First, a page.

Since I’m always up for a bit of controversy, let’s open the Pandora’s Box of ageism in Hollywood. Why do older writers find it more difficult to break into the industry?
Generally speaking, the older you are, the more life experience you have, the more inflexible you are, the less advice you take from others, and the less likely you are to admit your mistakes. Middle-aged writers over fifty are at a different life stage, even if they are aspiring to launch a screenwriting career. Many have enjoyed other careers, raised families, and for some, screenwriting is almost a retirement hobby. In one’s sixties or seventies, life is at a reflective rather than a discovery or formative stage. There is a predisposition for the familiar, repetitive and safe. A lack of desire to explore new themes, structures or dialogue makes for unexciting cinema. Is it simply a generation gap, or are there more sinister forces at work?
My experience has been that older writers gravitate towards certain themes. These are either autobiographical stories or personal, earnest, important and portentous dramas. Such films may find a place in the festival circuit with their wine and cheese loving thespian peers, but most fail to cover their production costs. In my opinion, they aren’t always brilliantly crafted, and claims that they should be produced to provide intelligent, thought-provoking, sophisticated, cultural, boundary-pushing cinema and a welcome alternative to Hollywood popcorn fare are often unfounded. I have found these films derivative, self-indulgent and lacking in narrative structure more often than not.
One comment I’ve heard from younger assistants and interns, particularly in their twenties, is that writers who are old enough to be their parents, or grandparents, are often unable, or unwilling to accept the realities of the film business. They don’t care about audiences, box office or business plans. Their belief that their stories must be told should be sufficient to produce them.
When I was in my thirties, I was pitched a love story about a Welsh king. When I asked the writer some key business questions, I was rebuffed for daring to reduce her wonderful story of love and treachery to a dollar value. She continued her rebuttal, by scolding me for disrupting her pitch with such “trivial” matters. After all, I was far too young to understand the beauty and complexity of her script. Despite my saintly diplomacy, nothing I could say would sway her. I thought she was going to send me to my room and ground me for a week for being disrespectful to my elders.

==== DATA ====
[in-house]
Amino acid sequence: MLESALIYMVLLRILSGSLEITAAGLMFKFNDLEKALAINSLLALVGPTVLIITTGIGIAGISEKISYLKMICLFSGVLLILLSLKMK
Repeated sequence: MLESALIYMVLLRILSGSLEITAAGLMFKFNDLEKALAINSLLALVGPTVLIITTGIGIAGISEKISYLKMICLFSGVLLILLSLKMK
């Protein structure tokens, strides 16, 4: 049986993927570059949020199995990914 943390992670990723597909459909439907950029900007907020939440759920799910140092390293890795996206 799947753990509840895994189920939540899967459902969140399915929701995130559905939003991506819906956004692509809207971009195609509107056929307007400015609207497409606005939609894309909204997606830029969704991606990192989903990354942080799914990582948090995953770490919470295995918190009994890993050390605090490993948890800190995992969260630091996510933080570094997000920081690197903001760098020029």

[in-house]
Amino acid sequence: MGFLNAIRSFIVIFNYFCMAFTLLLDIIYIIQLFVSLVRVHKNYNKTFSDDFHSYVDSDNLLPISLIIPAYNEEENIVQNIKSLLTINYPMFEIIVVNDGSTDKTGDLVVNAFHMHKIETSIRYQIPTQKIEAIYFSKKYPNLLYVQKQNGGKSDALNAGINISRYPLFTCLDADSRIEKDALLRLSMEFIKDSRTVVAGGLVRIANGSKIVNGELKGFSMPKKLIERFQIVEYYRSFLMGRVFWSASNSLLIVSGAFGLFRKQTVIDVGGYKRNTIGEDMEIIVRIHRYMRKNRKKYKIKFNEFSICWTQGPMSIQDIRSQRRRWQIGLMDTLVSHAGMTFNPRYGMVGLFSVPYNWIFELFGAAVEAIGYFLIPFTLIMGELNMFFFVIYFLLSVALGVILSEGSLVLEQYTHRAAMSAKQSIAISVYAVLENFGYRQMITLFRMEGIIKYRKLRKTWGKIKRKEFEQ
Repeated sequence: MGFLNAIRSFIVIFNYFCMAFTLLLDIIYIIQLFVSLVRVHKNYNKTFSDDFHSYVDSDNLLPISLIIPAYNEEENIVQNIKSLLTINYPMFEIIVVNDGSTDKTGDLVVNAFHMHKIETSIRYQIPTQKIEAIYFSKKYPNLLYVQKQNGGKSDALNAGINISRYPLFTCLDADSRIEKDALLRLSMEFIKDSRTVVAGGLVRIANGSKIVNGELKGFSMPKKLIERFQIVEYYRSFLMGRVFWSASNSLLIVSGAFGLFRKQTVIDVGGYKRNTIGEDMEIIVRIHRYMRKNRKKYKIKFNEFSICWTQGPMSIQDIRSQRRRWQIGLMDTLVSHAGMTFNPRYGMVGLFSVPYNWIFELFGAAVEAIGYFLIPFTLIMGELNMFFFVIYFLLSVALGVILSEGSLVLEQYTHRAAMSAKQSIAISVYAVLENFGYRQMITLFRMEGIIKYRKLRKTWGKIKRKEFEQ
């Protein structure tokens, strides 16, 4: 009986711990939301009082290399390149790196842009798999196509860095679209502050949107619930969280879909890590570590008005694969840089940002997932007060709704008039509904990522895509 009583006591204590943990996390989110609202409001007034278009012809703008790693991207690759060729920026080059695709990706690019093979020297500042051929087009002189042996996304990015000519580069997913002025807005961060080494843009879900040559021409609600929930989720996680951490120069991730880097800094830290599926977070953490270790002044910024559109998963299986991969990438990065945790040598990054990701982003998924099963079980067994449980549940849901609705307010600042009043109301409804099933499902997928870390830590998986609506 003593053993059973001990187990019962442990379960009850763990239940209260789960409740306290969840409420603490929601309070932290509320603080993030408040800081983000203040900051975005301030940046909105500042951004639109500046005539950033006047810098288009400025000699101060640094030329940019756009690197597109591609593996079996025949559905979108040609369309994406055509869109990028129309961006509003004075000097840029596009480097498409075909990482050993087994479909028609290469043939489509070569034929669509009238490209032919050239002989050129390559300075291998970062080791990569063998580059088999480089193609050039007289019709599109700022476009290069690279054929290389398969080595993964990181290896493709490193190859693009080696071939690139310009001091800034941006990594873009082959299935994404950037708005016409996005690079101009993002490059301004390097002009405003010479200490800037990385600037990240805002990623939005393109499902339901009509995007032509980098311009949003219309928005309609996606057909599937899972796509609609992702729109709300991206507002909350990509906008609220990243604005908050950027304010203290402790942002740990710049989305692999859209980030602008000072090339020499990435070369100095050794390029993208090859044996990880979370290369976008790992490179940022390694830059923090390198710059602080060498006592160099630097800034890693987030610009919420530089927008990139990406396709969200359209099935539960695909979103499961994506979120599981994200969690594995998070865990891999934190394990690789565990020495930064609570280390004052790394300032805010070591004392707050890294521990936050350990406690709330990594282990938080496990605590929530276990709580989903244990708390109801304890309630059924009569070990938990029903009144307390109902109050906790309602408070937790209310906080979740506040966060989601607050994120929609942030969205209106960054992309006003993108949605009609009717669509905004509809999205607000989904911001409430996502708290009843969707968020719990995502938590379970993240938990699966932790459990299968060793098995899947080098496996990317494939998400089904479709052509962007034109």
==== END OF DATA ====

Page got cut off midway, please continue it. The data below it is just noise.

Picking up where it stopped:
On another occasion, I was providing coverage for a drama script set in the Australian outback about a girl trying to find her father who abandoned her as a child. While the potential for drama and conflict in this story was great, it was written in a dated, flowery, overly descriptive fashion. After explaining what scintillating prose he wrote, he was reluctant to edit it to a screenplay format. I further explained that the audience won’t read his words and he could only do them justice in a novel. His dialogue read like monologues as it often described internalized feelings. I commended him on his theatrical accolades, but screenplay dialogue must be shorter. I wasn’t lacerating his opus to fit in with my Generation-X attention-deficit disorder. I iterated that his writing style was not conducive to the screenplay medium.
He appreciated my comments, but I felt uncomfortable giving them. I felt he was my elder rather than my peer.
One remedy that has emerged has been co-authorship between younger and older writers. The young can worry about trends, business and merchandising, while the older can worry about story, structure, logic, subtext and theme. Time will tell whether this fusion will work. After all, younger people will continue asking for advice from their experienced elders. Or do they really know it all?
On a brighter note for our colleagues with more life experience, age is a positive attribute in TV writing for that very reason. Older writers have such a larger well of material to draw upon. Moreover, the main terrestrial TV networks (ABC, NBC and CBS) in the USA have an average viewership in the 50 year old age bracket. Even the youth-oriented FOX and CW networks have a viewership in the forty year old age bracket.